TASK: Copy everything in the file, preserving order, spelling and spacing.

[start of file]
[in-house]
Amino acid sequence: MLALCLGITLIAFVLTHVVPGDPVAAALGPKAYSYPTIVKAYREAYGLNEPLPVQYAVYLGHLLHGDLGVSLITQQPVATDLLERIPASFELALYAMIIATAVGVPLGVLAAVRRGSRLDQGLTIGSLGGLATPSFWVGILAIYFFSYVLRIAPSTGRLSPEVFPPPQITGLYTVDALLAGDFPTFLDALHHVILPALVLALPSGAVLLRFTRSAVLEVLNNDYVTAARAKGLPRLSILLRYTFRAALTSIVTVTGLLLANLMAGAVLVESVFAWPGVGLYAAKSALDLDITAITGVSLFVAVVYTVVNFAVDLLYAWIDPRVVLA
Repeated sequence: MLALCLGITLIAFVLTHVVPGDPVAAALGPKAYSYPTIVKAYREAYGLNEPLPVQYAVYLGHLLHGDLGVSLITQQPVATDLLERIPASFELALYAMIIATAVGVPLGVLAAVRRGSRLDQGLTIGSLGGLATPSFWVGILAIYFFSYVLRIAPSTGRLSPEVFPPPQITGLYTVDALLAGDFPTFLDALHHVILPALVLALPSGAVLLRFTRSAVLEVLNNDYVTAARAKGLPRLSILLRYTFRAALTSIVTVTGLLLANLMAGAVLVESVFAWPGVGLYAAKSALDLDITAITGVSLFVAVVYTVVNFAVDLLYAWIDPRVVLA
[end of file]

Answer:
[in-house]
Amino acid sequence: MLALCLGITLIAFVLTHVVPGDPVAAALGPKAYSYPTIVKAYREAYGLNEPLPVQYAVYLGHLLHGDLGVSLITQQPVATDLLERIPASFELALYAMIIATAVGVPLGVLAAVRRGSRLDQGLTIGSLGGLATPSFWVGILAIYFFSYVLRIAPSTGRLSPEVFPPPQITGLYTVDALLAGDFPTFLDALHHVILPALVLALPSGAVLLRFTRSAVLEVLNNDYVTAARAKGLPRLSILLRYTFRAALTSIVTVTGLLLANLMAGAVLVESVFAWPGVGLYAAKSALDLDITAITGVSLFVAVVYTVVNFAVDLLYAWIDPRVVLA
Repeated sequence: MLALCLGITLIAFVLTHVVPGDPVAAALGPKAYSYPTIVKAYREAYGLNEPLPVQYAVYLGHLLHGDLGVSLITQQPVATDLLERIPASFELALYAMIIATAVGVPLGVLAAVRRGSRLDQGLTIGSLGGLATPSFWVGILAIYFFSYVLRIAPSTGRLSPEVFPPPQITGLYTVDALLAGDFPTFLDALHHVILPALVLALPSGAVLLRFTRSAVLEVLNNDYVTAARAKGLPRLSILLRYTFRAALTSIVTVTGLLLANLMAGAVLVESVFAWPGVGLYAAKSALDLDITAITGVSLFVAVVYTVVNFAVDLLYAWIDPRVVLA